I’m voting no to the Fiscal Compact referendum today. My reasons are as follows:
We Lose Our Independence. In signing the ESM we irrevocably cede our financial independence to the European bureaucracy. This is the same bureaucracy that coerced our government to repay the unsecured debts of the French and German banks as a condition of our ‘bailout’ at an interest rate that promised the troika a sizable profit. By imposing the burden of banking debt on the Irish taxpayer they clearly prioritized the solvency of the French and German banking systems over that of the Irish state. We would be fools to expect better treatment in future.
The EU Superstate Will Suffocate Europe. We must resist the growth of the European superstate. There is no effective democratic check to the bureaucracy and unchecked it will suffocate enterprise and economic growth in Europe just as the Soviet Union created an economic wasteland of Eastern Europe and Russia. Ironically the EU superstate will appear to many Europeans as a colonial foreign power and its emergence has already begun to stimulate the growth of extreme nationalist parties across Europe.
We Need To Cut Deficits Not Finance Them. To borrow further funds to finance the high government deficit is to delay the fundamental changes that are necessary to restore our economic future. As the most indebted nation in the world we can no longer afford to pay the most generous terms to our public servants and social welfare recipients. Our governments have proven singularly gutless in cutting public expenditure to date. They have targeted the vulnerable and avoided the powerful.
I’m under no illusion that we have a difficult road ahead but I do want to ensure that the destination is one that I look forward to rather than fear.
It’s not very Irish to expound your political opinions. Indeed Bertie Ahern, to our shame the most successful politician in Irish democratic history, prided himself in his party’s lack of ‘ologys’ (ideologies). A proven piece of Irish career advice is to ‘say nothing to no one and smile and nod to everyone’. Maybe our colonial past makes us reluctant to be seen to imperiously suggest to others how things should be done.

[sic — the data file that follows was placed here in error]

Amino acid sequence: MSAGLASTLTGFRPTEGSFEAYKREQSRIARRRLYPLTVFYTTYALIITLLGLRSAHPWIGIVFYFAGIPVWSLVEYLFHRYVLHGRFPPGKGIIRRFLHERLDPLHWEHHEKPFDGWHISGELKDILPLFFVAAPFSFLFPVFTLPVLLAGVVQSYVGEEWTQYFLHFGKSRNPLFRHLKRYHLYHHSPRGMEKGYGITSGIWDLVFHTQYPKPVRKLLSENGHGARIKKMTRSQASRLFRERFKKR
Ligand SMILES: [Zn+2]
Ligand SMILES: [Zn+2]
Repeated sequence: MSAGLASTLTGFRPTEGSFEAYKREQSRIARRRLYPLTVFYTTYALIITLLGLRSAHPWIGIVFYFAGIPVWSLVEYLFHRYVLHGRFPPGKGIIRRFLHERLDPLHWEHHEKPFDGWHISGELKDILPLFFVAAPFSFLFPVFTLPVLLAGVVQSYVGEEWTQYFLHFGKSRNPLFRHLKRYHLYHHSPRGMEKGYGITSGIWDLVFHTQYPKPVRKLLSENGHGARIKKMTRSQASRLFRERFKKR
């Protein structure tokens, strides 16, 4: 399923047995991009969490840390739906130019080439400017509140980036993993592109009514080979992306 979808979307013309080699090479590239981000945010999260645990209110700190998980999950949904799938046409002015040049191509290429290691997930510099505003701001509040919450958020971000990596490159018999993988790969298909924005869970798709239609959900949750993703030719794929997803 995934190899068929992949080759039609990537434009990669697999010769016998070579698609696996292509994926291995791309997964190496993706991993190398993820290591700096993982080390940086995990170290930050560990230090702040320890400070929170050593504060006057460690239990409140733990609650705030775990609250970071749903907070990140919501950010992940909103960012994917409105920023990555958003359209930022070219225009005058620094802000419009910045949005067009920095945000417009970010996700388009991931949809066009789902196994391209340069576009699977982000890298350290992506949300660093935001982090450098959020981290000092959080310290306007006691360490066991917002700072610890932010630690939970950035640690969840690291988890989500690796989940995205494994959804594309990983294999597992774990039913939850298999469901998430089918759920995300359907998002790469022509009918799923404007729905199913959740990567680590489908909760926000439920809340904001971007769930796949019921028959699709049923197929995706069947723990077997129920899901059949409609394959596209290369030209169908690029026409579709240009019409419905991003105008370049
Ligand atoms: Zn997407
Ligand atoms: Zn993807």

In Ireland, ideological debate has been a pastime for the parties on the fringes. The major political parties of Fianna Fail and Fine Gael have for a long time operated ideology free with a shared commitment to the status quo. When the two dominant parties are de facto favor clubs where support is traded for patronage, the common good has come dead last to the vested interests of organized lobbies.
It’s tragically apparent that the Irish political system has failed utterly. If we are to return the state to a sound economic footing and restore the prospects of the next generation we must fundamentally reform the Irish political system. We have elected politicians who promised us a responsibility free life where everyone has rights but very few obligations. Despite voluminous waffle about building a “Smart Economy” we have created a “Nonsense Economy” where all the incentives are to reward those who avoid risk. The governing principle has been to reward loyalty with security of tenure. Performance management is a foreign concept that has been fiercely resisted in our public service and professions. We have abandoned any sense of equity by adopting the politically expedient principle of “last in worst paid”. The security of the incumbent generation comes at great cost to our youth and future generations. We can not allow this situation to continue.
Current political discussion revolves around the short to medium term considerations of where our next bailout will come from. Nobody in government has had the vision and courage to address the urgent changes required to secure our long term future and we continue to pay Europe leading salaries, increments, and boom time pensions to our public service who remain insulated from any requirement to change. I find it deeply depressing that our political establishment should so readily trade our long term interests for short term comfort when I consider the hardships so willingly endured by my grandfather and his generation to secure our independence.
The country is in a shameful mess. It is high time for each of us to get over our embarrassment, engage with politics and start putting things right.
The days for saying nothing and smiling are over. Let’s change things for the better.